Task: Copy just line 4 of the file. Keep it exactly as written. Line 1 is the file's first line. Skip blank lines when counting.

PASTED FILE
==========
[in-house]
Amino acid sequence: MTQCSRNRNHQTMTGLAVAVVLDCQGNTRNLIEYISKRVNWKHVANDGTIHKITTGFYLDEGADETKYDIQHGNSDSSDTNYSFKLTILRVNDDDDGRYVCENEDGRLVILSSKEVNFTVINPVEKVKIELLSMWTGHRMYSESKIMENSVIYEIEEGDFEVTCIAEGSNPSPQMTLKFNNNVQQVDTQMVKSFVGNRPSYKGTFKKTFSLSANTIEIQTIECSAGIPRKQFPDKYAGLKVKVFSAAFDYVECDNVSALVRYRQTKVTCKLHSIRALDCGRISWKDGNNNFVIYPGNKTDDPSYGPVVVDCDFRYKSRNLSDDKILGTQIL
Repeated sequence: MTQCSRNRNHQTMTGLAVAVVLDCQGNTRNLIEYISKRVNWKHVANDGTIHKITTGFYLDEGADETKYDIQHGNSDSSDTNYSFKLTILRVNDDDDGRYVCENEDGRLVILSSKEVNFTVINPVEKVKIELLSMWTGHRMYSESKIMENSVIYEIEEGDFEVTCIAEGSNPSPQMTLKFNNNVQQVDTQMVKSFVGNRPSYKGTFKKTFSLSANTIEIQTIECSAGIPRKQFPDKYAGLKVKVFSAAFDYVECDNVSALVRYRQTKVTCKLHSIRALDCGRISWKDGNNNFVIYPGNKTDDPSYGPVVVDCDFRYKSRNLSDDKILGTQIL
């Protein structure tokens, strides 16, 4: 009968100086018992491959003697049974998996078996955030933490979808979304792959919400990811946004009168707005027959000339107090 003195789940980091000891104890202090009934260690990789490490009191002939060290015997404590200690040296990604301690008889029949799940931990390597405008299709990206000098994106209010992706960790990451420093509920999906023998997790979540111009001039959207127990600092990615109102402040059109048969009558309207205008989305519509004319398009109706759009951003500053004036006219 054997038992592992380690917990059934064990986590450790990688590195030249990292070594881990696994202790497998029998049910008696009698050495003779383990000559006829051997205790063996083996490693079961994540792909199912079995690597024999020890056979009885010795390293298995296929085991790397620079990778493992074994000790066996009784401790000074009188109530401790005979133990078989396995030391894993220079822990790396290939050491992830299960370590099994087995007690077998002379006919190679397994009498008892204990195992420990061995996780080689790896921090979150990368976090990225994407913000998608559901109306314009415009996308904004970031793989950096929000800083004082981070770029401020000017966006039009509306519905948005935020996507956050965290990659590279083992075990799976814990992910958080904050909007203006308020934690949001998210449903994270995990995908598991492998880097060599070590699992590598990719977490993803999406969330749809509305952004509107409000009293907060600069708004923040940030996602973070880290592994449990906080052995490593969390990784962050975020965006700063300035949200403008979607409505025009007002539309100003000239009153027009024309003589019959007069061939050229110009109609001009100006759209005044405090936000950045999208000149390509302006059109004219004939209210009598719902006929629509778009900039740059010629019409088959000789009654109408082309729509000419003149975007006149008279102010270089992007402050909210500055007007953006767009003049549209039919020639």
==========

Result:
């Protein structure tokens, strides 16, 4: 009968100086018992491959003697049974998996078996955030933490979808979304792959919400990811946004009168707005027959000339107090 003195789940980091000891104890202090009934260690990789490490009191002939060290015997404590200690040296990604301690008889029949799940931990390597405008299709990206000098994106209010992706960790990451420093509920999906023998997790979540111009001039959207127990600092990615109102402040059109048969009558309207205008989305519509004319398009109706759009951003500053004036006219 054997038992592992380690917990059934064990986590450790990688590195030249990292070594881990696994202790497998029998049910008696009698050495003779383990000559006829051997205790063996083996490693079961994540792909199912079995690597024999020890056979009885010795390293298995296929085991790397620079990778493992074994000790066996009784401790000074009188109530401790005979133990078989396995030391894993220079822990790396290939050491992830299960370590099994087995007690077998002379006919190679397994009498008892204990195992420990061995996780080689790896921090979150990368976090990225994407913000998608559901109306314009415009996308904004970031793989950096929000800083004082981070770029401020000017966006039009509306519905948005935020996507956050965290990659590279083992075990799976814990992910958080904050909007203006308020934690949001998210449903994270995990995908598991492998880097060599070590699992590598990719977490993803999406969330749809509305952004509107409000009293907060600069708004923040940030996602973070880290592994449990906080052995490593969390990784962050975020965006700063300035949200403008979607409505025009007002539309100003000239009153027009024309003589019959007069061939050229110009109609001009100006759209005044405090936000950045999208000149390509302006059109004219004939209210009598719902006929629509778009900039740059010629019409088959000789009654109408082309729509000419003149975007006149008279102010270089992007402050909210500055007007953006767009003049549209039919020639």